How To Make An Authentic Braided Rag Rug

Exactly how to make braided rag rugs is not a science, and while it may have been exalted to a high art, it's still the common folk's craft. How to do it the AUTHENTIC way... from worn clothing to beautiful rug.

Braiding rugs has been elevated to an art, high above the skills of the person who wants to simply and inexpensively cover her floor. Rugs are now made from 100% wool, precisely designed to fit almost any decor. They're cut and braided by hand, and laced with special threads.

Other braided rugs can be bought in coordinated colors, braided by machine with an even, fat roll of each braid. Discount stores, department stores and 'flea markets' all carry this cheaper version that isn't always so cheap to buy.

On the other hand, there are real braided rugs. Rugs the way they were invented, made from real rags. Random colors and worn clothing can create a braided rug that you can be proud of - and it's much more authentic than the handmade wool rugs.

No, a common rag braided rug won't last a life time, or as long as a wool rug (unless, of course, you use wool), but they will last for years and give you the pleasure of making something beautiful out of nothing. They're enjoyable to make and give one a sense of real accomplishment when finished.

You only need to remember a few things:

Cut the material into strips about two inches across. If you have thinner material, cut it wider, thicker material can be cut narrower to make the braids more or less the same size.

Most instructions will tell you to sew the strips together then roll them into a ball before you begin braiding, but it can be awkward that way, with a lot of tangles. It's much simpler to begin braiding and sew the strips together as you go.



To start the braid, you'll need a spindle of some sort that won't move. The spindle that holds the spool of thread on a sewing machine works well, but if you don't have that, tie the ends of the fabric strips together and loop them over a doorknob or handle. You'll need to trim this end off later, but that will give you a start. Keep the material taut but not tightly so and make a three strip braid just like you would braid hair.

To join strips, hold them together at right angles, making a square corner. Sew a diagonal seam across the square formed, then trim the excess. This will make a continual strip without bulk or weak seams.

When you begin to braid, turn each edge of the strip about a third of the way toward the center, then fold the piece over at the center. This turns the raw edges inside where they won't show or ravel out. It sounds more complicated than it is, and it won't be long before you'll be doing it easily as you go, without even thinking of it.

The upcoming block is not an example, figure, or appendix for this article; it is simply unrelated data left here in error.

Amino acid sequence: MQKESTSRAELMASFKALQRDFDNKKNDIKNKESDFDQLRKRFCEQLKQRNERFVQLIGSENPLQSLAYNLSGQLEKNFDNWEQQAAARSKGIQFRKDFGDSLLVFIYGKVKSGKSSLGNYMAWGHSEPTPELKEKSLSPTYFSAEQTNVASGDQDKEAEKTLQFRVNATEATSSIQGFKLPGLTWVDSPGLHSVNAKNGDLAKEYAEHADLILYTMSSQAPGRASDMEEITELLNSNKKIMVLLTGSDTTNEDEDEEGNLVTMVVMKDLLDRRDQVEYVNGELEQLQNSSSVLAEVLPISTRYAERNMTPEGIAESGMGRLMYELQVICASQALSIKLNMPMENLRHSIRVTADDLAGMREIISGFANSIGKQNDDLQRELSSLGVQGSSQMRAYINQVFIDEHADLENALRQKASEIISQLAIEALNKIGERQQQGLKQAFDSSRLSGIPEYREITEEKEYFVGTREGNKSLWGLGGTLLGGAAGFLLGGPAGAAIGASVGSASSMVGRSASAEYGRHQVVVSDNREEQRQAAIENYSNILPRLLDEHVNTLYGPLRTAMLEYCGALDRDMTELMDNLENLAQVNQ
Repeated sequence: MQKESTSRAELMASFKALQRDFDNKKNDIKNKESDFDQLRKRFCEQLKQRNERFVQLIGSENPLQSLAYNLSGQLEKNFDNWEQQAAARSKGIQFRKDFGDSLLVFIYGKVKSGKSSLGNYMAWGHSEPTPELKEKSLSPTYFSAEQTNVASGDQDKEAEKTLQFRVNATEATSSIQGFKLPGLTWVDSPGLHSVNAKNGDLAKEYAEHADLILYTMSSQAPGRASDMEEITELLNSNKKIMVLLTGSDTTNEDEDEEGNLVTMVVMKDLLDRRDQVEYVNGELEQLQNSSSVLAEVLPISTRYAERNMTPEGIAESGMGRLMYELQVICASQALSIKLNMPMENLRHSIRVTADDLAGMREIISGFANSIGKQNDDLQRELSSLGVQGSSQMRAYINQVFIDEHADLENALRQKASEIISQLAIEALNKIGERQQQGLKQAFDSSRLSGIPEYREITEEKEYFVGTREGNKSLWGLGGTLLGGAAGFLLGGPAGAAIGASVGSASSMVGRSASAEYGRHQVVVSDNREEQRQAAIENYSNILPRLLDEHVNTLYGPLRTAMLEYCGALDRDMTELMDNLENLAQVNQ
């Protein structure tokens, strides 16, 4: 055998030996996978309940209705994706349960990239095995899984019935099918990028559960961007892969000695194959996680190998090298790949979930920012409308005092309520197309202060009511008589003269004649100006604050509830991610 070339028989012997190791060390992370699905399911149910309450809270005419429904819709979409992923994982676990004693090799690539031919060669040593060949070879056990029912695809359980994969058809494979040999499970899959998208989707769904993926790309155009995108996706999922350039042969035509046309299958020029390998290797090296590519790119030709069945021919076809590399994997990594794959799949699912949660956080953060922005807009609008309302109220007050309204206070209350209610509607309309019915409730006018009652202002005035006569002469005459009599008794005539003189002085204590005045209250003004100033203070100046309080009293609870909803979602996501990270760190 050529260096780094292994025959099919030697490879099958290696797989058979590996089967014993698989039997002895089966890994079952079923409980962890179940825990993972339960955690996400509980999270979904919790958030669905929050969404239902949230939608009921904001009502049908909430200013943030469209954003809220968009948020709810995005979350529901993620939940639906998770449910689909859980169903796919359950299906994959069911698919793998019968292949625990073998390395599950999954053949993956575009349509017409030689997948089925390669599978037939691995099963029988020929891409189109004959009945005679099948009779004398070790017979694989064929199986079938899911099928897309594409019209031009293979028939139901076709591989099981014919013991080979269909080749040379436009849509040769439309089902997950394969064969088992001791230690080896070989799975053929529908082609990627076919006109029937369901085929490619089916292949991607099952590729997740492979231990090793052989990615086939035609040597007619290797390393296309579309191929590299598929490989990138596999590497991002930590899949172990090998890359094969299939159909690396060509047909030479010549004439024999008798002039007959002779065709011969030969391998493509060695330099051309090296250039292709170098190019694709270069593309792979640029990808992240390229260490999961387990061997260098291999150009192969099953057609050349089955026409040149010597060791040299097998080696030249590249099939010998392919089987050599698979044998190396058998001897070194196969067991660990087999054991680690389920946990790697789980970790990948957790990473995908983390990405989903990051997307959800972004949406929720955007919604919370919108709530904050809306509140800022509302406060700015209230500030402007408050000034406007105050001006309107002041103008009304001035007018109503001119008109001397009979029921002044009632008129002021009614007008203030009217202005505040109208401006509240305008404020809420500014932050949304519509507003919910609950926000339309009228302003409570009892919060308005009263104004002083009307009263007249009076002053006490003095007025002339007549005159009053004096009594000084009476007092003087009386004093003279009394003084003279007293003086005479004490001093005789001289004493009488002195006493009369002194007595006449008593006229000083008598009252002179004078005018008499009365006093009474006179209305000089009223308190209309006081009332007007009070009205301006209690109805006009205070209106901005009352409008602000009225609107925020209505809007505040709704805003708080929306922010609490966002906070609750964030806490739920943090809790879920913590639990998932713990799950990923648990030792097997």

The first length of braid will determine the shape of the rug. Since the rug will grow at the same rate on either side as well as top and bottom of that first length, you can determine the size and shape by adjusting this length. To start a circular rug, a very short length will be turned back on itself, and laced to form a circle from the beginning.

To make an oval rug, use a braided length of 1/3 the size you want the rug to measure lengthwise when completed. A three foot rug would require a one foot braid to start and would finish at two by three feet. Or three by four feet, or however large you make it. For a runner, make the center braid at least half the size you want.

Lacing or sewing a rug together is the last step, and should be done on a flat surface. You may want to do this as you go, too, so you can see what the rug will look like, and to keep an eye on the size. A large table or the floor can be used. You can get special needles to lace a rug, or you can use a large darning needle - anything that will guide the thread through the braids.

Use very heavy duty string or special lacing thread and lace the rug like you would shoes. Back and forth inside the braid loops. To start, measure to where you want the end of the first braid to be, then turn the braid back on itself and begin lacing through each loop to the loop next to it.

Keep the rug flat as you go and test it now and then to be sure it will lie flat when you're finished. If there's a wrinkle or a ruffle now, it will be more pronounced the farther you go, so stop, back up and fix it.

When you have to make a turn, put several stitches in the same inner loop while continuing to lace individual loops on the outside. Use as many as it takes to keep the rug flat.

Keep sewing and braiding and lacing until the rug is as big as you want it, then, on the last strip, cut them progressively narrower so that the last braid simply fades into a very narrow one which you tack closely to the edge of the rug. Carefully trim the ends of the center braid and tack them firmly against the braids next to them.

And you're done.

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